Strokes are the fifth leading cause of death in the United States and the leading cause of adult disability.2 Even if an individual survives the initial injury, it can lead to permanent impairment. Approximately 185,000 people die every year from a stroke.2 The majority of stroke events can be classified as either hemorrhagic (bleed) or ischemic (clot).
Early recognition and treatment can not only make the difference between life and death but can also decrease long-term disabilities. To develop a streamlined response to potential stroke patients, the American Heart Association (AHA) developed the Stroke Chain of Survival. The chain involves five links or steps to be taken by patients, family members, and prehospital and emergency room personnel in caring for stroke patients. The links in the chain represent key steps in patient care to reduce the chances and degree of permanent disability and death.
The links in the chain are as follows:
Within the Stroke Chain of Survival is the 8 Ds of stroke care, which highlight the major steps of diagnosis and treatment of stroke and key points at which delays may occur.1 Each of the 8 Ds in the chain of survival is critical steps that increase the likelihood of prompt diagnosis and treatment of stroke.
Detection involves rapid recognition of stroke symptoms.4 Early symptoms of a stroke include weakness or numbness of the face, arm, or leg, especially one side of the body. Other signs and symptoms are confusion, dysphagia or aphagia, difficulty with seeing and/or walking, dizziness, and severe sudden headache with no identifiable cause. Early detection and recognition of stroke symptoms speeds the implementation of appropriate medical interventions and improves patient outcomes.
Dispatch involves early activation of emergency medical services. In most cases, this involves calling 911. Currently, half of all stroke patients are driven to the emergency department (ED) by family or friends.3 This prevents the ED from being ready to receive the patient and having the proper providers and systems ready for treatment. Medical dispatch should be thoroughly trained to identify a possible stroke patient so that the appropriate level of EMS services can be dispatched to the patient. Critical steps that can be accomplished by EMS are supporting the ABCs, performing a stroke assessment, establishing time from last known normal neurologic baseline, triage to a stroke center, alerting the hospital, and performing a glucose check.3
Delivery is the prompt transport of the patient to a hospital, preferably a stroke center. Emergency medical personnel should be trained in performing a rapid assessment of the patient’s condition. If a stroke is suspected, the patient should be transported to an appropriate receiving hospital as soon as possible. A medical history and baseline mental status should be documented. The time since onset of symptoms should also be noted and is referred to as “time zero,” or the last time the patient was seen to be normal. Emergency medical workers need to provide pre-arrival information to the receiving facility so that the ED can prepare for the arrival of a potential stroke patient.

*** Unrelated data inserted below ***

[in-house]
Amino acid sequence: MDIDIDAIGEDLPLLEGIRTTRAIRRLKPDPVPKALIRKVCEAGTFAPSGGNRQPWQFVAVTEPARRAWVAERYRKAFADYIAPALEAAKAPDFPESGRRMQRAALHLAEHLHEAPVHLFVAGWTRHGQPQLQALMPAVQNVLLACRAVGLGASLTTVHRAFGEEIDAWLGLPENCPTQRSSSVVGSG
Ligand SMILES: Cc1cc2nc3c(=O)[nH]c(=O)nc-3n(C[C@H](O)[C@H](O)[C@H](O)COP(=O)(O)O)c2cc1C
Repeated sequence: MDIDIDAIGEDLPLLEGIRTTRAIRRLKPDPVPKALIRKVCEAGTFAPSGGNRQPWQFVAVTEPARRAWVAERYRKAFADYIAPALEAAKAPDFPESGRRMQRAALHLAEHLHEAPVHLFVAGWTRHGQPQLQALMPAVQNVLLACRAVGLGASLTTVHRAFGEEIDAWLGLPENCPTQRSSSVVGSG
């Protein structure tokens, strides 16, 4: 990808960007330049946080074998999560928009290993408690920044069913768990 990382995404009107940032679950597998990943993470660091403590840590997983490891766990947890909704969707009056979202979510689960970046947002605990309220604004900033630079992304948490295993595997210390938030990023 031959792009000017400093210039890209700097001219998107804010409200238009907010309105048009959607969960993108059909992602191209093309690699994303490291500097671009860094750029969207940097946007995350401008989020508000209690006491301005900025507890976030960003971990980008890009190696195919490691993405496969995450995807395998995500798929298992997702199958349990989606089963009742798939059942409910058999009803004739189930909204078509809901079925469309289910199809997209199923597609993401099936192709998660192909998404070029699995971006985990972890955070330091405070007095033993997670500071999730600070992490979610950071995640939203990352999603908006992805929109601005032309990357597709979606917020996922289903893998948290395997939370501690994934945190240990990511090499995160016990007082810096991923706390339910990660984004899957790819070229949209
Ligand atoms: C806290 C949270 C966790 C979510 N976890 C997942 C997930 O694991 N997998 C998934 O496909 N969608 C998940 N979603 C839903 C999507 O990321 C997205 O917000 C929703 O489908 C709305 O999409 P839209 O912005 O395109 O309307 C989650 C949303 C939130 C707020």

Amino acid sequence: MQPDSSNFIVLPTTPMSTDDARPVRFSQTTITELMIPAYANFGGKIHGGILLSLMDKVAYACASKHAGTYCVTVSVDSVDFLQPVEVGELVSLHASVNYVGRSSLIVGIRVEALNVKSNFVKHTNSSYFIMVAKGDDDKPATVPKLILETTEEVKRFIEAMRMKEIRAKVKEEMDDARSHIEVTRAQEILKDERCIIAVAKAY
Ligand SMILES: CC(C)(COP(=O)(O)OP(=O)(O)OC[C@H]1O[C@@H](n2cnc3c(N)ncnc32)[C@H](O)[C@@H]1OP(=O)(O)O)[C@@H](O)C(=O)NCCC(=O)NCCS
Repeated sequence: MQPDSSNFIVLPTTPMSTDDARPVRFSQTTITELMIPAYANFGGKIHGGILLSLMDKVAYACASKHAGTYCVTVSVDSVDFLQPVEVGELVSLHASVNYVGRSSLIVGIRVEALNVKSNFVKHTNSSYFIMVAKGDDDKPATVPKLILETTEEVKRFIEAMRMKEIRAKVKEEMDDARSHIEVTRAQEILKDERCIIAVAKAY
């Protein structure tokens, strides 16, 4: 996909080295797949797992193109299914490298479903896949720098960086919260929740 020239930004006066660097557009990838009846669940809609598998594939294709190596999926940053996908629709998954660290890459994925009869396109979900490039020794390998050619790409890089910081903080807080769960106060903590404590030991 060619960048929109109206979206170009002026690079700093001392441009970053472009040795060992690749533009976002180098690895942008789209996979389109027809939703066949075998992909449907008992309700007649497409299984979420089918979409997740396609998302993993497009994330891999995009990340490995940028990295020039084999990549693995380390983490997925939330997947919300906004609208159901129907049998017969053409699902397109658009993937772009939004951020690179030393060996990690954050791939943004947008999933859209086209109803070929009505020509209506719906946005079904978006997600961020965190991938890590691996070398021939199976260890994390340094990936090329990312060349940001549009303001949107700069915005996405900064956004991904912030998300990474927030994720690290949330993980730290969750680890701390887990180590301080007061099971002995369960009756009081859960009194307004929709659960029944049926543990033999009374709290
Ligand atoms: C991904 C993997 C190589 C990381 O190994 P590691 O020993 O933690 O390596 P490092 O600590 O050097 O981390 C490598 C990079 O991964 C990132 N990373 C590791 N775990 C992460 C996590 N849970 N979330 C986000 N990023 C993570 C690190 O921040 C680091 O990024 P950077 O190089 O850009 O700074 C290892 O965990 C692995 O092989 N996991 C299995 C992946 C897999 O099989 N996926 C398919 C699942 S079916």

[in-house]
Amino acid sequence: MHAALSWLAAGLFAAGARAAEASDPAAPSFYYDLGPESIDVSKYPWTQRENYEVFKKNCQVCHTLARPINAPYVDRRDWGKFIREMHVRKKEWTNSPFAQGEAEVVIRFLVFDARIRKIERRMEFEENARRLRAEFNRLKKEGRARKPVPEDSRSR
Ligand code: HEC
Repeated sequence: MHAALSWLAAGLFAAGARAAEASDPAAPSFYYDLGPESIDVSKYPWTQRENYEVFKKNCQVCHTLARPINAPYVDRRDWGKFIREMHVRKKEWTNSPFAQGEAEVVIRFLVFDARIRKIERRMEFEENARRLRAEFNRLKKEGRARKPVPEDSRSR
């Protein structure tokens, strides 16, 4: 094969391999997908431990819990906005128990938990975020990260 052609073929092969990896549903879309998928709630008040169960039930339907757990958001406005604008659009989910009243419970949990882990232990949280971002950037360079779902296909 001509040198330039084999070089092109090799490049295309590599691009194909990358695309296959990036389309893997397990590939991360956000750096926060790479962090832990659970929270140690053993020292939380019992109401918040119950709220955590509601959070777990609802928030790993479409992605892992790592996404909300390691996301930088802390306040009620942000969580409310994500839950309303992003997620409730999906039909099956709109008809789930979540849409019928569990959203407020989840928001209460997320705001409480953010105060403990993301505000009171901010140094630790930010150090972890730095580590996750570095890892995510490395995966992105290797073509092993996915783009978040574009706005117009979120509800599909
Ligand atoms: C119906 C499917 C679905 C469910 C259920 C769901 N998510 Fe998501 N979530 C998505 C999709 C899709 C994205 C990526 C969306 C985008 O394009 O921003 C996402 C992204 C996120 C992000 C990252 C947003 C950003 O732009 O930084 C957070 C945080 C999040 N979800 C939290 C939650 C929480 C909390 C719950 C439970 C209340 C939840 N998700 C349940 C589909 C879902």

Door refers to the arrival of the patient at the ED. Ideally, the stroke team should be in place at the receiving facility prior to the patient’s arrival to ensure prompt assessment and diagnosis. According to recommendations from the National Institute of Neurological Disorders and Stroke, an assessment should be completed by an ER physician within 10 minutes of the patient’s arrival in the ED.
Data collection is a vital component of the chain of survival. A CT scan is an essential tool needed for an accurate diagnosis. A noncontrast CT scan should be performed to differentiate ischemic stroke from hemorrhagic stroke. The CT scan should be completed within 25 minutes of the patient arriving in the ED and should be read within 45 minutes of arrival into the ED.
A decision regarding the type of treatment needed is the next step in caring for a patient with a stroke. Information, such as the type of stroke that has occurred and the time from onset of symptoms, is considered before a treatment decision is made. The severity of the stroke may also play a role in deciding what the most appropriate treatment will be. The patient and family members should also be informed of the risks and benefits of treatment options. Additional imaging techniques such as CT perfusion, CT angiography, or magnetic resonance imaging scans of patients with suspected stroke should be promptly interpreted by a physician skilled in neuroimaging interpretation.4
Drug administration, if appropriate, is the next link in the chain of survival. If the patient is a candidate for fibrinolytic therapy, the window of opportunity for administration is narrow. According to the AHA guidelines, fibrinolytic therapy should be administered within 3 hours of the onset of symptoms. If the patient is not a candidate for drug therapy, they may qualify for endovascular therapy to remove the clot mechanically rather than with fibrinolytics. AHA inclusion and exclusion criteria for fibrinolytic therapy are as follows:
This step in stroke care focuses on the continuing care of the stroke patient. It is recommended that patients be admitted to an intensive care unit or stroke unit within 3 hours of arrival in the ED. Continued monitoring of a stroke patient includes frequent assessment of neurological status and monitoring of glucose levels and vitals, as well as prevention of complications.